After the introduction, we spent the rest of the day in the field in three groups until dinner. In the afternoon the sun burned down hard on us, so at the end of the day, everyone was very glad to have a chilled drink at our Kenners Landlust expedition base. We found some wolf scats, but it’s too early to make deductions based on those alone.

This morning a few of us went on an early morning excursion before we had breakfast with the late risers. We made no significant findings, but spent a wonderful morning in Göhrde forest. Our day today involved four teams out in the field in light drizzle. More in the next diary entry.

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Tien Shan: spanner in the works

Our plans have been thrown into disarray once again by the coronavirus.

We thought Kyrgyzstan was doing well and keeping the virus in check, but as it turns out we are only just at the beginning of the country’s first wave.

We have also just found out that all of our Community Camera Trap Monitoring Group (CCTMG) members are sick with COVID-19 symptoms. They are all from the village closest to our expedition base camp and from what I’ve heard, nearly every household in that village has at least one sick person in it.

So in the interest of all, we have postponed the community expedition. We will keep assessing the situation and keep you updated on here.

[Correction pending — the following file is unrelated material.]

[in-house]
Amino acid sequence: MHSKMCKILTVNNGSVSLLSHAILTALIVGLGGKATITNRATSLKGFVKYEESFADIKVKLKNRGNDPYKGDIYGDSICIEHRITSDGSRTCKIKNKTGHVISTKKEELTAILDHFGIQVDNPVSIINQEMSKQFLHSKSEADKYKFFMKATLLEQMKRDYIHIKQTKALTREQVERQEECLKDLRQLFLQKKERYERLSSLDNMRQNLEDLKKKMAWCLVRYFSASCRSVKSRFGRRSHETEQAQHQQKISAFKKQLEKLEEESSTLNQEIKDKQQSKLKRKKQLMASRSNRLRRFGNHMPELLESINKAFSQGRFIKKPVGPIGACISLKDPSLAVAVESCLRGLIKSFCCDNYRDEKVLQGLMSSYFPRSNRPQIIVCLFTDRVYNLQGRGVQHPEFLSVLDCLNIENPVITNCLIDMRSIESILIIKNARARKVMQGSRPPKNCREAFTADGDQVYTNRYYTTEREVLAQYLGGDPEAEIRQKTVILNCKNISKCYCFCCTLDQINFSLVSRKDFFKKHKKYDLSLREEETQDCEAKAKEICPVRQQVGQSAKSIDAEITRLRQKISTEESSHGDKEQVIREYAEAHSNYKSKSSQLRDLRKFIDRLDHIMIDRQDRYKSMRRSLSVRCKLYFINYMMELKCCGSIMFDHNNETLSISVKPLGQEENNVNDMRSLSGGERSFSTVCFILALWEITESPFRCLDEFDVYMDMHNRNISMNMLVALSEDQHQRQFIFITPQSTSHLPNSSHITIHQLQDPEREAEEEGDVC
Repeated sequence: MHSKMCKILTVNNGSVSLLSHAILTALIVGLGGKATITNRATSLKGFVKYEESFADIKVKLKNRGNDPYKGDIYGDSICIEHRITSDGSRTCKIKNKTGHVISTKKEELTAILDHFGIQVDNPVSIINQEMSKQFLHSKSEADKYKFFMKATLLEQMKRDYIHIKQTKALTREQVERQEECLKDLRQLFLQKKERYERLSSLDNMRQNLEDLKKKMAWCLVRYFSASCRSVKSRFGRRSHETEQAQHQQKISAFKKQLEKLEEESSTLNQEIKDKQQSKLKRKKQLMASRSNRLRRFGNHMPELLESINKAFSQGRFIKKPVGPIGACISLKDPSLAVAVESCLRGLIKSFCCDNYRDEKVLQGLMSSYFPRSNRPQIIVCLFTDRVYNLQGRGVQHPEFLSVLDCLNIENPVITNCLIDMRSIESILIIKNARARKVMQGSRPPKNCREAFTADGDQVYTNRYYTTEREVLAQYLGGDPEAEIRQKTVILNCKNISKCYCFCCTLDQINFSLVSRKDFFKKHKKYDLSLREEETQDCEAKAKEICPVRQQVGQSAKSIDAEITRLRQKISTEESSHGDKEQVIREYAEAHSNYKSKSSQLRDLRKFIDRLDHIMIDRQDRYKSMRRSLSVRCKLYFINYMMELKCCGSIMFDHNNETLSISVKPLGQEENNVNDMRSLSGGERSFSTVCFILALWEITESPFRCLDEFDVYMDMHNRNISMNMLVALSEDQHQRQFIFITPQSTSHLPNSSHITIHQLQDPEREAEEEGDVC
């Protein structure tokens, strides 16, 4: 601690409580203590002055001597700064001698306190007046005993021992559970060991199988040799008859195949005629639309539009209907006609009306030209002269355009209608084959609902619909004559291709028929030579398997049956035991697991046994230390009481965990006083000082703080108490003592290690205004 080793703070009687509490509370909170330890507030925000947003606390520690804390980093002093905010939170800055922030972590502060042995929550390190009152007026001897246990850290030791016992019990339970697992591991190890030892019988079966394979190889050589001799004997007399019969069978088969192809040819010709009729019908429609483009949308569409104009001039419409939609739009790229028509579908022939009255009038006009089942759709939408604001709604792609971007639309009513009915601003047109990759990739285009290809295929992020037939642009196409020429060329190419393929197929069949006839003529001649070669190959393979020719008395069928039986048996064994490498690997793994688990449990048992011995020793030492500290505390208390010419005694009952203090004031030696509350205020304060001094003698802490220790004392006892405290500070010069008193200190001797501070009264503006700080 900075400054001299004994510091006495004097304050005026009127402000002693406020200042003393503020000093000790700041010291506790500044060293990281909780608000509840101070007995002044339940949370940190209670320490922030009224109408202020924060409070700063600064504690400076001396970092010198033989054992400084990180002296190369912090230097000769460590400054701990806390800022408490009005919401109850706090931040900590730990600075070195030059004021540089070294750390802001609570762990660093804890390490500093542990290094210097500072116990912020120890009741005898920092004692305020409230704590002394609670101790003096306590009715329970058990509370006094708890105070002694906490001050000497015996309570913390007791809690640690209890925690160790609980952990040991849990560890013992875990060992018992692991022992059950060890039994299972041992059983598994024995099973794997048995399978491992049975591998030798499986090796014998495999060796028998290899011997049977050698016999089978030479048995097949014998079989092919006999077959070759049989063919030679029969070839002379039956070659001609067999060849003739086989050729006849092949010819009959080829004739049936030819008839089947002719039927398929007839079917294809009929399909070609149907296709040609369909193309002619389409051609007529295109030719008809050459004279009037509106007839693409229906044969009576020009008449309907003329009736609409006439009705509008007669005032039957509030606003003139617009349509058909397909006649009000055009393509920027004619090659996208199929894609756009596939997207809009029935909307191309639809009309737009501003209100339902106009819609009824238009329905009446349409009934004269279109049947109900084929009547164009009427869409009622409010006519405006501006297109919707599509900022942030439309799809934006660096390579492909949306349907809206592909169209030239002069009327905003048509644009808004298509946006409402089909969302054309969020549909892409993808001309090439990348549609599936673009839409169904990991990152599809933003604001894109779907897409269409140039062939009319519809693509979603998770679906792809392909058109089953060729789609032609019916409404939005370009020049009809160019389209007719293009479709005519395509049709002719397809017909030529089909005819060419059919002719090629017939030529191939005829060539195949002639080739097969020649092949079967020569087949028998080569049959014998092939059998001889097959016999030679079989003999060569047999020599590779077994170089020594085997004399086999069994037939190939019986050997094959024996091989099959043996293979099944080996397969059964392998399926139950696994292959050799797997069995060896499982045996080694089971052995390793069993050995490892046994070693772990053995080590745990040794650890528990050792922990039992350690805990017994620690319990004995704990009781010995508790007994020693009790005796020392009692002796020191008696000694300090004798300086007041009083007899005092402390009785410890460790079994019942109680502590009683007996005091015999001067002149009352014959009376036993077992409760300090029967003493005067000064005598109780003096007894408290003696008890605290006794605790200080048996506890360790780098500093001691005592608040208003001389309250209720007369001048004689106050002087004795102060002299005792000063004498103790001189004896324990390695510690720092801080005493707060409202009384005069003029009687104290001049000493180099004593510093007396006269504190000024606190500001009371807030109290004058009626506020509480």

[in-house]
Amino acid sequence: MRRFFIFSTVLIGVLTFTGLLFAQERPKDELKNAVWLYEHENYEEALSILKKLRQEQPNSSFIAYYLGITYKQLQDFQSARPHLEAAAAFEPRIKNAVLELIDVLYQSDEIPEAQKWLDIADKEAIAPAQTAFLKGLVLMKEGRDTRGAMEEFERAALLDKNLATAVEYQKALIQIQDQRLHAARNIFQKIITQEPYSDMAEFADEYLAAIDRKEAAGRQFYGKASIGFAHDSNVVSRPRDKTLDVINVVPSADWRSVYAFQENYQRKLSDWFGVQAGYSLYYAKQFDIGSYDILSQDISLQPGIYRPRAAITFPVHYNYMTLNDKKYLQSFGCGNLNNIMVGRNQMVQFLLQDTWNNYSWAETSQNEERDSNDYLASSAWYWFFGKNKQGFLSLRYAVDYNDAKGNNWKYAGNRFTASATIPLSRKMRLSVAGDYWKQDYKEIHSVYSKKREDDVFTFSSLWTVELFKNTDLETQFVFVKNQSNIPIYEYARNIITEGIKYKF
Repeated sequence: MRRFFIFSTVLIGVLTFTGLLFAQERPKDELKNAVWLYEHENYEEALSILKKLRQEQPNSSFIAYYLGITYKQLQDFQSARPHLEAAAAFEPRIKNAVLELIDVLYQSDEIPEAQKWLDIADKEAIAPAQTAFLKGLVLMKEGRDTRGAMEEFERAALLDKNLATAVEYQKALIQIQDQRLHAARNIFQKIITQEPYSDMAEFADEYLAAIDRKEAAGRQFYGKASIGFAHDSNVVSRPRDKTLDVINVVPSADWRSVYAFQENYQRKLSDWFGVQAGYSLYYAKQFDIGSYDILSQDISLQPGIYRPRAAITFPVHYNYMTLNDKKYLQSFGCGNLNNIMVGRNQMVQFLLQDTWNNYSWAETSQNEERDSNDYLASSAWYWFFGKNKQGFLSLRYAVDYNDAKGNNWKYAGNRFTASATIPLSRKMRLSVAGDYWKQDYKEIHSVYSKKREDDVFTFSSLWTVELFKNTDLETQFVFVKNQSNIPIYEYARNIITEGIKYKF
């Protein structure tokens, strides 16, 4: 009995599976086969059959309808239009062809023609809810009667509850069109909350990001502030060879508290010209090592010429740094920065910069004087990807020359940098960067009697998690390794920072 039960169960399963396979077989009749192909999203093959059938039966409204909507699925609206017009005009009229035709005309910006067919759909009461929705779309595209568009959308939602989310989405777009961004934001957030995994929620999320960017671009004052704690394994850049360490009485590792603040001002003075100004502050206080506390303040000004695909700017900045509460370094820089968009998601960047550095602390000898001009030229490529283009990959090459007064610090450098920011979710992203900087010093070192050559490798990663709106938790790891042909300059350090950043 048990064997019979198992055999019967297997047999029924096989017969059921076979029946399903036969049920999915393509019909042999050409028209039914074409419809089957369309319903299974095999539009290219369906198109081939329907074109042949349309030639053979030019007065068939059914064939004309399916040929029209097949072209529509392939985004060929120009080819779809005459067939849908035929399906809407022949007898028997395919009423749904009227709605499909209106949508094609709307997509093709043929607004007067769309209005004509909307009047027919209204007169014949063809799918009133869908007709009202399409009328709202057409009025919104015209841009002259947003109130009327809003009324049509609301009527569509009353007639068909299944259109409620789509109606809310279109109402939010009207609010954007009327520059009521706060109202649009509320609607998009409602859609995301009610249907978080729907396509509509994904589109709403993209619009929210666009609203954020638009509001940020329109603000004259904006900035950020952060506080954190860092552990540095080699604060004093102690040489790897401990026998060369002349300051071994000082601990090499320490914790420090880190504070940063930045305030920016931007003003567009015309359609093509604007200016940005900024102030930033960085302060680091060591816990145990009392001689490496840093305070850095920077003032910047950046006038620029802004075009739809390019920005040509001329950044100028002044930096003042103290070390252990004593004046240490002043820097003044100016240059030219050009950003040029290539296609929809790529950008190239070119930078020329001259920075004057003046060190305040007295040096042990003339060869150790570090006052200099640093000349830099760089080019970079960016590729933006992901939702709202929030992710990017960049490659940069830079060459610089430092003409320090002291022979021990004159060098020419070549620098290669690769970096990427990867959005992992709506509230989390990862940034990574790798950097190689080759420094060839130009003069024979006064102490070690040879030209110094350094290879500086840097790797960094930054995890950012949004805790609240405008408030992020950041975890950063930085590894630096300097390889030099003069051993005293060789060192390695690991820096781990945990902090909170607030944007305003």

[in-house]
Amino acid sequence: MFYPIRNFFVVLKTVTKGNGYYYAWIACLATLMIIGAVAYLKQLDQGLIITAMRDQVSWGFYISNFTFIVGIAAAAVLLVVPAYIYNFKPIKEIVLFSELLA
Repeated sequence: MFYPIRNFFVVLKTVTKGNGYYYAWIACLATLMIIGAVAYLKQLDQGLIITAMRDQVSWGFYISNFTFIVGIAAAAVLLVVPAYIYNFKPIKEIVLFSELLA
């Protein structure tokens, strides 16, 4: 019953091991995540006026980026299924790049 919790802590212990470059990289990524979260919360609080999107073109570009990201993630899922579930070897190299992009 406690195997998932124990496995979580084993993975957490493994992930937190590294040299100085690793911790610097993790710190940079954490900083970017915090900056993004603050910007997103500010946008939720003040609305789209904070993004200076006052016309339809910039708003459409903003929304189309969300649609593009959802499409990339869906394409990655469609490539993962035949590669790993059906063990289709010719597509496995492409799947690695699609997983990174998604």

Some good news though is that recently in June, before they got sick, the CCTMG team was able to go into the mountains, do some more survey work and collect another SD card from a camera trap in our study area.

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On this camera were more grainy night images of a single snow leopard, as well as some ibex and other species.

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This is great news amidst the pandemic. Let’s hope that our people and the country can recover to a point where we can get back up into the mountains.

Germany: funding target reached & ready to go

Many thanks to all the generous donors who have contributed to making our community expedition possible this year. Having reached our target recently, we are now all systems go and will start at the end of this week.

We will meet with our wolf commissioner colleagues, the wolf bureau, Lotte, Lea with dog Molly, and some incorrigible scat seekers from the region. Many thanks to the wolf bureau, the Lower Saxony State Forests and our base for this year, Biohotel Kenners Landlust.

Some of us are already doing pre-expedition surveys to investigate some more distant areas before setting up our base with all participants on Sunday.

As always, we want to find wolf scats for genetic studies and nutritional analysis, and as every year, I am very intrigued about what we will find in the field. As many of you know, although much is know about wolf territories in Lower Saxony, there is also a significant lack of data and therefore understanding about wolf individuals and their reproduction in many parts of our study site. Our expedition this year, although much smaller than usual and planned due to the pandemic, aims to address this.

Wish us luck and watch this space for further updates.